Why Kids Spread COVID-19 More Than Adults Do

While the CDC (which, we must remember, is a government agency) has been pushing the agenda of opening all schools nationwide rather than continuing to hold virtual classes, this is still a hotly-debated matter in some quarters. While some studies seem to show that there's not too much risk associated with having students go back to school, still others show a spike in COVID rates that do appear clearly linked to schools staying open.

Teachers feel quite differently from the government regarding the issue, as well they might: HealthAffairs points out that between 42.0 and 51.4 percent of all school employees meet the CDC's criteria for being in a potentially high-risk group for severe COVID-19. 

Perhaps the real X-factor, however, is something that may vary from district to district, school to school, or even classroom to classroom: how closely do parents monitor their child's possible COVID symptoms, and do they keep them home from school if there's a chance they may be infected? This question is more serious than we may have thought, since according to Forbes, two studies show that children spread the virus more efficiently than do adults.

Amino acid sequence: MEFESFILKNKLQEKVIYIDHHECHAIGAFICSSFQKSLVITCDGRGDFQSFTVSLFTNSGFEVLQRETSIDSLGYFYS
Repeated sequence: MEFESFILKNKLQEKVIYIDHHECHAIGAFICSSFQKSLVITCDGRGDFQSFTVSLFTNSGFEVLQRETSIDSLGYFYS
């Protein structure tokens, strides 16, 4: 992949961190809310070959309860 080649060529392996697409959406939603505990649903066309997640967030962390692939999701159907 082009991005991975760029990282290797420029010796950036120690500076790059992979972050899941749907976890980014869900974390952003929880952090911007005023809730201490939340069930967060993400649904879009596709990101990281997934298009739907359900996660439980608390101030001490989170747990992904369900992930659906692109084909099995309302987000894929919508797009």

What makes kids better virus spreaders?

While it's a relief to know that children are at less risk of severe COVID-19 infection than are adults, it's important to keep in mind that, while they may not be showing any symptoms, they may still be carrying (and sharing) the germs. A study published in the Journal of the American Medical Association reported on children being treated at a pediatric hospital in Chicago and found that kids under the age of 5 who exhibit mild to moderate coronavirus symptoms are actually carrying from 10 to 100 times as much of the virus as are adults. When they sneeze, cough, or shout (something under-5s are very prone to doing, and how many of them ever think to cover their faces when they do the first two?), they expel far more germ-laden droplets, too.

Another study from Italy (via medRxiv), seems to show that children under the age of 14 may spread the virus at a rate more than twice that of adults. Study authors concluded: "Although childhood contacts were less likely to become cases... children were more likely to infect household members." Looks like we all need to keep on taking the necessary precautions to keep our kids, our teachers, our families, and everyone else within seven degrees of separation (meaning: everybody, up to and including Kevin Bacon) safe.